Every argument I’ve read about the merits of rigor makes these moves -- it focuses on imposing order to deal with classroom issues. But cop shit is like the ouroboros eating its own tail: it attempts to solve problems with practices that often create those problems in the first place. To return to the example of plagiarism detection software, such companies defend themselves by invoking abstract values like the importance of maintaining a level playing field, but as John Warner recently wrote in his Inside Higher Ed blog “Just Visiting,” paper mills use this software, too. And they even certify that their products won’t be flagged if subjected to the same “originality” detection software.

There is nothing inherently wrong with establishing general standards that we want students to meet, but when those standards get in the way of learning, we need to rethink them. I’m an avid supporter of ungrading, especially the labor-based variety that teachers of writing like Peter Elbow articulated decades ago and that, most recently, scholars like Asao Inoue have taken up and theorized. Within these approaches, gone is the need for nitpicky explanations for why a paper should get a B instead of B-plus, for example. Instead, an instructor can provide feedback on the paper and invite the writer to revise it. The writer then gets credit for engaging with that feedback through revision, which is a far more effective practice for encouraging students to pursue the kinds of thinking and experimentation that actually help them develop as writers.

I also believe in the practices of critical digital pedagogy as outlined by the educators behind the open-access journal Hybrid Pedagogy. One of these practices I especially support is inviting students to have a say in what becomes the content of a course, even if all that means is giving students a range of options for completing a specific assignment.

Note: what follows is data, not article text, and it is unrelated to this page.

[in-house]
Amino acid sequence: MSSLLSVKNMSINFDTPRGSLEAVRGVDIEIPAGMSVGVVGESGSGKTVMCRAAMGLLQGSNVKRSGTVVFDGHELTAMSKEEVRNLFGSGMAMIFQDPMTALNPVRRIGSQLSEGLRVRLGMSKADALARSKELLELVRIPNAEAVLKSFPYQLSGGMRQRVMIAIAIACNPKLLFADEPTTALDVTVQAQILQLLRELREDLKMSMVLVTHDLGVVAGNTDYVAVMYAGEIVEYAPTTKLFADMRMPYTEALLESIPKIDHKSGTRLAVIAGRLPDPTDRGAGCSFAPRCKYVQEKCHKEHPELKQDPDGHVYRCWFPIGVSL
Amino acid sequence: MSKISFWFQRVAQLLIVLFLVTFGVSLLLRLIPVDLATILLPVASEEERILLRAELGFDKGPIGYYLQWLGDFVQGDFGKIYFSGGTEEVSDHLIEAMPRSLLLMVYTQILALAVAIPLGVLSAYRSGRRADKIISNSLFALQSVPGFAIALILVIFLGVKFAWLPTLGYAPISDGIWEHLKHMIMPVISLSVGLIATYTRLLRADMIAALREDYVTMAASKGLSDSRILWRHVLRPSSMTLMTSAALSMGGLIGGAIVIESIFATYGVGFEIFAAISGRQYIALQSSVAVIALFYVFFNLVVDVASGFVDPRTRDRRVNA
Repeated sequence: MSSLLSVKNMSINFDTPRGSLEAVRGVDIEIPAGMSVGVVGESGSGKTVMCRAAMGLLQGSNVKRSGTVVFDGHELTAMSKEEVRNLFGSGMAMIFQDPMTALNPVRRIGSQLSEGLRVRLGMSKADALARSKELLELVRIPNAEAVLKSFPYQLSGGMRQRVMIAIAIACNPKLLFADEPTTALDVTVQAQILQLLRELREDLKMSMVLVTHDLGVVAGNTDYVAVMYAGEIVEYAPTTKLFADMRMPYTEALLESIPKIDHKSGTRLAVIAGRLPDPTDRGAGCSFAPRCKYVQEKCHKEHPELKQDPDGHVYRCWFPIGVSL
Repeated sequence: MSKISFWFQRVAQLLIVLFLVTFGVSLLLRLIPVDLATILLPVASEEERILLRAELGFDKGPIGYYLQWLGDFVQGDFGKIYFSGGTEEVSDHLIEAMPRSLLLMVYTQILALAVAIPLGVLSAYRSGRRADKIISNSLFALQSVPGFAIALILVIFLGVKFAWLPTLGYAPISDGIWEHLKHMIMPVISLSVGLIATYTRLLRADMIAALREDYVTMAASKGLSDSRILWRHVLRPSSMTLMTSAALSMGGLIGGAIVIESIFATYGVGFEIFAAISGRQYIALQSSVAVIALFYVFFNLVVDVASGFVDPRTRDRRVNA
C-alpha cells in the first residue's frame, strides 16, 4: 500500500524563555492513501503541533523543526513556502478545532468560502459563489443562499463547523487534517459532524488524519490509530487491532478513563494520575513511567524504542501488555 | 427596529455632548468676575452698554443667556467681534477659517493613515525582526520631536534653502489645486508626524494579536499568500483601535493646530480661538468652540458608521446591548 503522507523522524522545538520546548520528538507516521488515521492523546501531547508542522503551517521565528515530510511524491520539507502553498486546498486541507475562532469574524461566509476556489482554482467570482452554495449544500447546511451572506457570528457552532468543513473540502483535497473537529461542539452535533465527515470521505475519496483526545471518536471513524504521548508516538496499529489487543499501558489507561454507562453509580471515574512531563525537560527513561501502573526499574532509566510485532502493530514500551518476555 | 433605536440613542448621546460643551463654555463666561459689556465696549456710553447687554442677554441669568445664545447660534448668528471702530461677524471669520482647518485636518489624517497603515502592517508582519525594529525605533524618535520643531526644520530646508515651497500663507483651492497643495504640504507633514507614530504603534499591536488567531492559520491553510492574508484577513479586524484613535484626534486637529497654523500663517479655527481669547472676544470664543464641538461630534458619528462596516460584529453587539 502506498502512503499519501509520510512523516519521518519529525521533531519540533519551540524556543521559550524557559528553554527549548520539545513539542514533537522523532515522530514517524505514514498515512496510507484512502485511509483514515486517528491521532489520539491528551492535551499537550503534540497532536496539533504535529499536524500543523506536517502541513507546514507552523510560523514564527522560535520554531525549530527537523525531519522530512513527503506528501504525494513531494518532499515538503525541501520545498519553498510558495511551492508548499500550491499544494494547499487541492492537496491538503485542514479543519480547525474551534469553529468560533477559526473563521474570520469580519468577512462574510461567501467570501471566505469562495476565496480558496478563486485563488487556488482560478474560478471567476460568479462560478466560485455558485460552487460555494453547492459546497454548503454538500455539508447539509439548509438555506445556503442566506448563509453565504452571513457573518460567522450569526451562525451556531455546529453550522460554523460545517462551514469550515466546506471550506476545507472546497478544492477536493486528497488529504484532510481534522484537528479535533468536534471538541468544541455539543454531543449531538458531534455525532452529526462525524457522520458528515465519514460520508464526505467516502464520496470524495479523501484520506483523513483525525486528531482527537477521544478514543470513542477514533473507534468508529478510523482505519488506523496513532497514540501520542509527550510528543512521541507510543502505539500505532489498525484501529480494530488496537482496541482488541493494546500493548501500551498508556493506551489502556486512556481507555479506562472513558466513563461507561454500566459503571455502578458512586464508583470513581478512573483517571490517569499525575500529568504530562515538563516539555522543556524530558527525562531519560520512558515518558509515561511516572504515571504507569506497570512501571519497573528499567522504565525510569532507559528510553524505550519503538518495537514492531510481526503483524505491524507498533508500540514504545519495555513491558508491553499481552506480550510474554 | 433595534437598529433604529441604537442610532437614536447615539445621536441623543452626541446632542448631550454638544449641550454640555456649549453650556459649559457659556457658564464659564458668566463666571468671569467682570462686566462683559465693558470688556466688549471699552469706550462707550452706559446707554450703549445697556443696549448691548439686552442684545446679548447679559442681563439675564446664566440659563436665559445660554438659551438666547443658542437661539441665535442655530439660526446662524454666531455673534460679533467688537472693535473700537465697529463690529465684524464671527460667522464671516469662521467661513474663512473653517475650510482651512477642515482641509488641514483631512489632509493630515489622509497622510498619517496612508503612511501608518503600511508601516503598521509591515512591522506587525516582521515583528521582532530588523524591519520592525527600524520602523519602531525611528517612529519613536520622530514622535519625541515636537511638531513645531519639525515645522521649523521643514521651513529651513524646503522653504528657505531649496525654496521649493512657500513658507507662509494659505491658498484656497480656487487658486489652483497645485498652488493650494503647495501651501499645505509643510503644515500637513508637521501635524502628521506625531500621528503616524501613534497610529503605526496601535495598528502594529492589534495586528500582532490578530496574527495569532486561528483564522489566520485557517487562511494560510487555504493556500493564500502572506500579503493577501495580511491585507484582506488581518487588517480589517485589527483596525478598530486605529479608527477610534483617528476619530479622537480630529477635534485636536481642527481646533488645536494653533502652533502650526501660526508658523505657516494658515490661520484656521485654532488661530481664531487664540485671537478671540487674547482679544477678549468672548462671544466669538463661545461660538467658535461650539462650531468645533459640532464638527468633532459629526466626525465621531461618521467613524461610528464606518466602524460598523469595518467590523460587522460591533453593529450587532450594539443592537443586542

Of course, I also believe in treating my students like whole human beings who don’t have to be policed.

None of these practices by themselves amount to good pedagogy, but they are excellent tools when taken up in a spirit of generosity and an interest in removing arbitrary barriers to student learning, ones like the complicated procedure my former statistics professor established for asking questions.

Rigor, however, is not good pedagogy. Rigor is bullshit in the sense that philosopher G. A. Cohen defines bullshit as “discourse that is by nature unclarifiable.” That is, rigor can mean everything and nothing at all when it gets deployed by educators as a virtue with a supposed object behind it -- which is the reason rigor has become a watchword for administrators and ed-tech companies that want to keep higher education locked in a system of hoops and barriers that only benefit a privileged few.

I have no doubt that most educators who are thoughtful about what they perceive as a lack of rigor in the classroom ultimately have their students’ best interests in mind. But the problem is that their perceptions of students’ best interests are their perceptions, not necessarily the students’. Our expertise as educators certainly gives us a level of authority that students can and should benefit from, but when we use that authority to police students instead of giving them the resources to learn and experiment and take risks, we are locked in a performance -- one that unfortunately forces our students to play along.

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William Duffy teaches in the English department at the University of Memphis and is the author of Beyond Conversation: Collaboration and the Production of Writing.